13 Technical bisognoso di essere rassicurato e, perché no, un po corteggiato. Qualche esempio? Eccoli: «Bisogna che lei venga in palestra, poi si decide. Grazie per il contatto. Buona giornata», «La invito a inviarci un numero di telefono per poterla contattare», «Siccome sono tante domande, penso che sia meglio se Lei passasse da noi per parlare in modo più dettagliato. O se vuole, mi dia un suo numero di telefono così la chiamo. Grazie», «la invitiamo a farci visita presso i nostri locali e le daremo tutte le informazioni che desidera. Anche perché prima di darle qualsiasi consiglio dovremmo poterla almeno vedere. Cordialità».... rimandati Rimandati, invece, i 30 club che hanno ignorato la nostra richiesta d informazioni e i 9 che non hanno ricevuto il messaggio per problemi tecnici. A questi ultimi abbiamo inviato il messaggio più di una volta, in giorni diversi, verificando con la massima attenzione l esattezza degli indirizzi, ma il server ha continuato a comunicarci l impossibilità di consegnarlo al destinatario. Oltre a queste attenuanti tecniche che comunque meritano un segno meno in quanto il buon funzionamento di ogni dispositivo incide sulla qualità percepita, sulla customer satisfaction e, non meno importante, sull immagine aziendale per questi 9 club, vi sono quelle generiche per i 30 che non ci hanno riposto, ossia il bombardamento di messaggi che quotidianamente riempiono le caselle di posta e i tanti impegni lavorativi che in certi momenti, specialmente nelle strutture più piccole in cui lo staff è chiamato a svolgere più mansioni, possono costringere a trascurare la gestione della corrispondenza ricevuta tramite web. Ci permettiamo però di suggerire ai 31 club che non ci hanno risposto di prestare maggiore attenzione a ogni contatto con i potenziali clienti, in special modo di questi tempi. E ricordiamo che il nostro primo mistery shopping dedicato alla corrispondenza elettronica, risalente al 2007, aveva curiosamente registrato una percentuale di risposte sul totale degli indirizzi contattati assolutamente in linea con questa seconda indagine, leggermente migliore: 63,5% contro l odierno 61%. Chiudiamo la parentesi dei rimproveri menzionando alcune a dir il vero poche che nonostante ci abbiano favorevolmente impressionato per la rapidità con cui hanno riposto ai nostri quesiti, per il calore umano e per l esaustività dei contenuti, hanno peccato di eccessiva informalità. Il tono molto confidenziale, con il quale ci si potrebbe rivolgere a un vecchio compagno di scuola, così come l impiego di molti punti esclamativi e degli emoticon penalizza, a nostro avviso, l immagine del club e dei professionisti che vi lavorano, in special modo agli occhi di un sessantenne e di una neo mamma che non hanno mai frequentato una palestra e non nascondono il loro timore di essere inadeguati. Timori dietro ai quali potrebbero celarsi alcuni pregiudizi sul settore. Anche questo è un peccato veniale che rileviamo comparando questi messaggi, comunque positivi, con quello che reputiamo il modello ideale, la perfezione alla quale bisognerebbe sempre aspirare, pur sapendo che è irraggiungibile. Prezzo, orari e recapito telefonico Sui 61 club con i quali siamo entrati in contatto, la stragrande maggioranza (48, quasi il 79%) ci ha invitato a visitare il club di persona, in molti casi fissando un appuntamento previo contatto telefonico o sempre tramite . Per la precisione, 14 club (quasi il 23% dei rispondenti) ci ha lasciato un recapito telefonico (in alcuni casi il cellulare dell autore dell ), mentre 10 (poco più del 16%) ce lo ha chiesto per essere richiamati, anche in questo caso, promettendo ulteriori informazioni, e in molti casi suggerendo di fissare un appuntamento per un incontro nel club. 18 professionisti (poco meno del 30% del campione che ha interloquito con noi via web) ci ha proposto una prova omaggio un club ci ha addirittura offerto una settimana gratuita, dandoci la possibilità di toccare con mano la veridicità delle loro promesse. Quasi il 38% (23 club su 61) ci ha fornito gli orari, mentre solo un terzo (20 club, corrispondente a quasi il 33%) ci ha comunicato i prezzi, nella maggioranza dei casi entrando nel dettaglio (un club ha addirittura allegato il listino e la programmazione oraria dei corsi), mentre la minoranza lo ha fatto in modo indicativo affinché potessimo avere un idea di massima. La maggioranza di questa minoranza perdonateci il gioco di parole ci ha spiegato che a seconda delle nostre esigenze sarebbe stato possibile individuare la tipologia di abbonamento più convenente e che avremmo potuto farlo proprio in occasione della nostra visita conoscitiva al club. Solo il 3%, appena 2 club su 61, ci ha invitato a consultare il loro sito web per reperire ulteriori informazioni. La maggioranza del campione ha infatti preferito puntare sul contatto diretto, in molti casi su un preliminare contatto telefonico seguito da un incontro di persona. Ritornando alla questione prezzi, eccezion fatta per i pochissimi che si sono limitati a comunicarci che queste informazioni vengono fornite solo di persona, o che hanno semplicemente ignorato la nostra richiesta, la quasi totalità dei rispondenti che non ci hanno fornito alcuna cifra lo hanno fatto in modo gentile, professionale e rassicurante, rinviando la trattativa al momento della nostra presunta visita al club. Di seguito alcuni esempi dai quali emerge il tenore del messaggio recapitatoci: «saremo lieti di poterle dare tutte le informazioni del caso invitandola a visitarci e facendola parlare con un nostro consulente. Sicuramente troverà risposta a tutte le sue richieste con una proposta personalizzata» «L invito a venirci a trovare per farle conoscere la struttura e informarla sui vari abbonamenti, in modo da trovare insieme la soluzione che più si avvicina alle sue esigenze. Vogliamo quindi fissare un appuntamento?...» «Siamo lieti di informarla che abbiamo soluzioni adatte a lei e vogliamo invitarla alla struttura per una prova gratuita»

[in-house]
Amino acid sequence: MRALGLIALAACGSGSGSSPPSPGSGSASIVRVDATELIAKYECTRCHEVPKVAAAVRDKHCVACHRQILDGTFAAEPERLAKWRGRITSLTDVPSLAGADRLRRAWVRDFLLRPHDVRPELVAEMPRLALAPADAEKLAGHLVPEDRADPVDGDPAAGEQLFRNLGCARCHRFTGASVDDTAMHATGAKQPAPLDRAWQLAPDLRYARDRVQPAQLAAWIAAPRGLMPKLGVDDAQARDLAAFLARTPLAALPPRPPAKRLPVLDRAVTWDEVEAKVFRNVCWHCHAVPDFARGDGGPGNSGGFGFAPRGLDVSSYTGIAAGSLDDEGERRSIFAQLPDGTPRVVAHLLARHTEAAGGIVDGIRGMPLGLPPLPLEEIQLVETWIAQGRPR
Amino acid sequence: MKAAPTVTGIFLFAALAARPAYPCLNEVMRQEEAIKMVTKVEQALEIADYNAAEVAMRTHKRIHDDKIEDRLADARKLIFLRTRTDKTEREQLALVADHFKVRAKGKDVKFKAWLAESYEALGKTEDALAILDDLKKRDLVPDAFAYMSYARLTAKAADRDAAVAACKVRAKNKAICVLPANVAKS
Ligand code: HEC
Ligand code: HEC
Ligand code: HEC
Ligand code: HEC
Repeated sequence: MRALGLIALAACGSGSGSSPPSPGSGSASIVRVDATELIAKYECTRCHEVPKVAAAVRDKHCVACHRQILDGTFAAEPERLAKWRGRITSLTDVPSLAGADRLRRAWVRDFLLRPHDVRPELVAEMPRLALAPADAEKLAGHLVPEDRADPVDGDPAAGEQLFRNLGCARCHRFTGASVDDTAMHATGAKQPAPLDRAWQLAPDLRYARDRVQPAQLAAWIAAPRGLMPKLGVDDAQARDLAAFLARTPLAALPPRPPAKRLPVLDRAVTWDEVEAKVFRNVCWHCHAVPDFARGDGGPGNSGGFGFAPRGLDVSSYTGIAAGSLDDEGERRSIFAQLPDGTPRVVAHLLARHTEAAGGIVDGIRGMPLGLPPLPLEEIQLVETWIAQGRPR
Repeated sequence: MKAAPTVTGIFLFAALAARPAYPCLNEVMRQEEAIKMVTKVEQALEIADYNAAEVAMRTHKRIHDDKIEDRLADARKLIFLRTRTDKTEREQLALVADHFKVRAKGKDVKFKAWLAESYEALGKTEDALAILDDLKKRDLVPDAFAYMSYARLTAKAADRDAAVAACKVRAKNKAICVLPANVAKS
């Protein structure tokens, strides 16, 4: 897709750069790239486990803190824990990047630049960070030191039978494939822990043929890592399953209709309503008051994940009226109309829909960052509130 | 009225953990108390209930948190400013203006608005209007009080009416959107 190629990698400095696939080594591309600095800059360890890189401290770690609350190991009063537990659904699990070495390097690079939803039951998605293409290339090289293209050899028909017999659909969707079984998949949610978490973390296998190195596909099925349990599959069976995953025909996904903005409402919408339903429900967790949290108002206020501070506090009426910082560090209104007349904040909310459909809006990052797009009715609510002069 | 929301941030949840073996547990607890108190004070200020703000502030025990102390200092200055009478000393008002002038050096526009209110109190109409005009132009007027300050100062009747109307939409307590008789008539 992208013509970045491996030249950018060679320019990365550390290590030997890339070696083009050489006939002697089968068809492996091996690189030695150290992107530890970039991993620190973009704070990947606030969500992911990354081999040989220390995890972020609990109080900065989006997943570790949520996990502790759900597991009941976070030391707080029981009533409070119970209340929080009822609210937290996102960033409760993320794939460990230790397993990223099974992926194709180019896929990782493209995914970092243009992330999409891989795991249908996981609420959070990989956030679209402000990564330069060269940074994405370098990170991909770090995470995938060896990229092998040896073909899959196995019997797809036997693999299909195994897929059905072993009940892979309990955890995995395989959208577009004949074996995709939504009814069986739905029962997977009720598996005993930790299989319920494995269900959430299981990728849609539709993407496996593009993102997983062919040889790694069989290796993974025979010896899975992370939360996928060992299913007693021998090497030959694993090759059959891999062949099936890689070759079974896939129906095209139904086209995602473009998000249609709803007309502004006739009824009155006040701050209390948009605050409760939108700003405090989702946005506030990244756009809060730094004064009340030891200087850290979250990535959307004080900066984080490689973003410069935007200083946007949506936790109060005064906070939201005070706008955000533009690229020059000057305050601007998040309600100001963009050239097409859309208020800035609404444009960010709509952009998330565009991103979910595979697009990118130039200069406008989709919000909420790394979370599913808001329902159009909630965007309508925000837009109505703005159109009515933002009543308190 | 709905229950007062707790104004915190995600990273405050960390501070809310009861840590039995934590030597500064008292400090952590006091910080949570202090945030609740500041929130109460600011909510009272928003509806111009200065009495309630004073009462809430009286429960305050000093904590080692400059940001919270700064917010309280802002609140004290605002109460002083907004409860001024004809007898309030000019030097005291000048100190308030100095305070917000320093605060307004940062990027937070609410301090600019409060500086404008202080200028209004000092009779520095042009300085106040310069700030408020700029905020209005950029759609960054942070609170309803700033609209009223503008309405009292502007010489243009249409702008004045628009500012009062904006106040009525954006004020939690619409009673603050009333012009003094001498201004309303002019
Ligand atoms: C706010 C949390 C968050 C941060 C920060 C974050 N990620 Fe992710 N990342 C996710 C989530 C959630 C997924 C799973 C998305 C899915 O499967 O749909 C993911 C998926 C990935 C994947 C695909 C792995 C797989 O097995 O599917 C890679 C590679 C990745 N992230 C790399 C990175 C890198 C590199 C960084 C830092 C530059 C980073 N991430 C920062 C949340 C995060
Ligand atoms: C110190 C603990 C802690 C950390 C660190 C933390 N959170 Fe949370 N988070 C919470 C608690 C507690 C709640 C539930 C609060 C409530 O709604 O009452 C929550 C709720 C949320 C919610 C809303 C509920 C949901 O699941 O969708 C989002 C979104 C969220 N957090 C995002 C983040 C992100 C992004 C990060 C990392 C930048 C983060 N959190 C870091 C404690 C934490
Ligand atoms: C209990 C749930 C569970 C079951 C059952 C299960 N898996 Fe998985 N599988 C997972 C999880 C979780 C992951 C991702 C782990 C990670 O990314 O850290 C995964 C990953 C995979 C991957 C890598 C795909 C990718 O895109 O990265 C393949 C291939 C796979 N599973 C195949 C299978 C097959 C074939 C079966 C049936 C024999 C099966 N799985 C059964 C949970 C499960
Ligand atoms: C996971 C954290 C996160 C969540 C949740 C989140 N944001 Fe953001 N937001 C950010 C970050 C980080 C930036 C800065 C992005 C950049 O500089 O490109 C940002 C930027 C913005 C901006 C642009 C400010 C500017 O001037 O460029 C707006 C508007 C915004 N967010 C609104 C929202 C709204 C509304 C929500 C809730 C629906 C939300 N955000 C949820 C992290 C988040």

14 Technical Messaggi motivanti e rassicuranti Molte che abbiamo ricevuto contengono messaggi rassicuranti, che ci hanno immediatamente messo a nostro agio, invogliandoci a contattare telefonicamente il club per ulteriori approfondimenti e addirittura a visitarlo per conoscere di persona chi ci ha riposto. Riportiamo di seguito alcune frasi stralciate dalle che ci hanno maggiormente rincuorato: «è normale che il fisico subisca una trasformazione dopo una gravidanza e sicuramente l attività fisica è la soluzione per ritornare alla forma ideale. Ovviamente, come ti suggeriscono gli amici, prima inizi meglio è» «Molti dei nostri soci hanno sia i suoi anni sia le sue esigenze. Saremmo molto lieti di concordare un appuntamento per approfondire meglio le tematiche in questione» «la voglio tranquillizzare, innanzitutto informandola che da noi troverà massima professionalità e una forma di monitoraggio su quello che sarà il suo programma d allenamento» «non mi ha specificato quanti mesi ha suo figlio, se è stato un parto cesareo e se lo sta allattando. Queste informazioni mi possono aiutare a indicarle il percorso adeguato a lei» Le risposte migliori Anche questa volta, la stragrande maggioranza dei 61 messaggi che abbiamo ricevuto ci ha sorpresi positivamente e i professionisti e i club che meriterebbero di essere citati sono davvero tanti. Ma per ovvi motivi siamo costretti a menzionarne solo alcuni a titolo esemplificativo. Non ce ne vogliano i tanti esclusi con i quali ci complimentiamo per la professionalità e la delicatezza con la quale hanno gestito le nostre richieste. Davvero tante le che ci hanno colpito per la capacità di miscelare la qualità e la completezza delle informazioni con il garbo e l empatia. Purtroppo possiamo citarne solo alcune. Maurizio Tassani, del Body Club di Forlì, oltre a dire bravo al nostro presunto medico, ha spiegato che «Per quanto concerne il suo problema di pressione, la palestra è un ottimo medicinale naturale senza controindicazioni. Basta solo creare un programma ad hoc per Lei. Tra i nostri iscritti ci sono atleti di 80 anni che vengono regolarmente in palestra ottenendo grandi benefici psicofisici» Pamela Febbrili, del centro Le Club di Piacenza, ci ha scritto di aver letto con molto piacere la nostra , informandoci che la loro struttura è in grado di soddisfare le nostre richieste grazie a tipologie di abbonamenti che soddisfano ogni esigenza, programmi personalizzati e istruttori qualificati che ci seguirebbero nel nostro percorso. Ci ha quindi chiesto mezz ora del nostro tempo per conoscerci, mostrarci il centro e trovare insieme la formula di adesione più conveniente e soddisfacente. Anche Fabio Riggio, del club The Body s Center di Aymavilles, in provincia di Aosta, ha usato le parole con sapienza: «Capisco la sua problematica, mi fa piacere che si voglia avvicinare al mondo del fitness e mi permetto di dire che non esistono persone a cui la palestra non sia indicata, esistono semplicemente modi diversi di impostare il lavoro a seconda delle esigenze della persona alla quale ci si trova di fronte». Andy, del club Bodytec di Brunico, in provincia di Bolzano, ha rassicurato il nostro Paolo comunicandogli che i loro clienti hanno una fascia d età che raggiunge addirittura i 90 anni, spigandogli che il club ha sicuramente l allenamento che fa per lui e che potrebbe personalizzarlo insieme a un istruttore che lo seguirà e lo assisterà. Barbara, dello Sporting Club Leonardo da Vinci di Milano, ha trasmesso alla nostra Paola, in allegato, materiale informativo, le ha comunicato prezzi e orari e, soprattutto, l ha rassicurata così: «Ci venga a trovare per una gradita visita e una chiacchierata. La sua richiesta rientra nella normalità. Senza impegno e quando le è più comodo. Cordialmente la saluto e le faccio i miei complimenti e un in bocca al lupo per la nuova Nascita». Luigi Spinnicchia, del club Muri Antichi di Catania, si dimostra empatico e premuroso sin dalle prime righe e alimenta la motivazione del suo interlocutore con naturalezza: «innanzitutto tanti auguri per la sua maternità che sarà certamente splendida. Per il resto non posso che essere d accordo con chi Le suggerisce di fare sport, che fa sempre bene a prescindere dalle motivazioni». Quindi conclude invitando Paola a lasciare un recapito telefonico per poter fornire una risposta articolata a suoi quesiti e raccogliere ulteriori informazioni. Riflettori sui bravissimi Non è stato facile selezionare quelli che ci sono sembrati i sei messaggi migliori. Ce ne sono sicuramente altri altrettanto validi e meritevoli di essere proposti nella loro interezza, ma siamo stati costretti a fare una cernita. Dario, del club Energym di Bolzano, dimostra tutta la sua bravura spiegando a Paolo, in modo chiaro e sintetico, che cos è la sindrome metabolica e il fitness metabolico che consente di curare questa patologia sempre più diffusa, fornendo un immagine del club altamente professionale. Marco Formica, del club SportPiù Club Resort di Curno, in provincia di Bergamo, ha rassicurato in modo esemplare la nostra neo mamma, mettendola immediatamente a suo agio e sottolineando quanto sia importante rimettersi in forma dopo il parto. Le spiega che il club nel quale lavora è il luogo ideale per ottenere questo risultato, motivando in modo convincente questa affermazione. Il messaggio di Giorgio Crotti, del Camuzzago Fitness Club di Bellusco, in provincia di Monza-Brianza, mette in evidenza lo spessore professionale dello staff che opera nel club, spiegando al nostro sessantenne iperteso quanto sia importante stabilire il programma e i tempi del percorso che dovrebbe intraprendere per migliorare il proprio stato di salute e di benessere generale. Con la sua Michela Boscarol, del club Starbene di Ronchi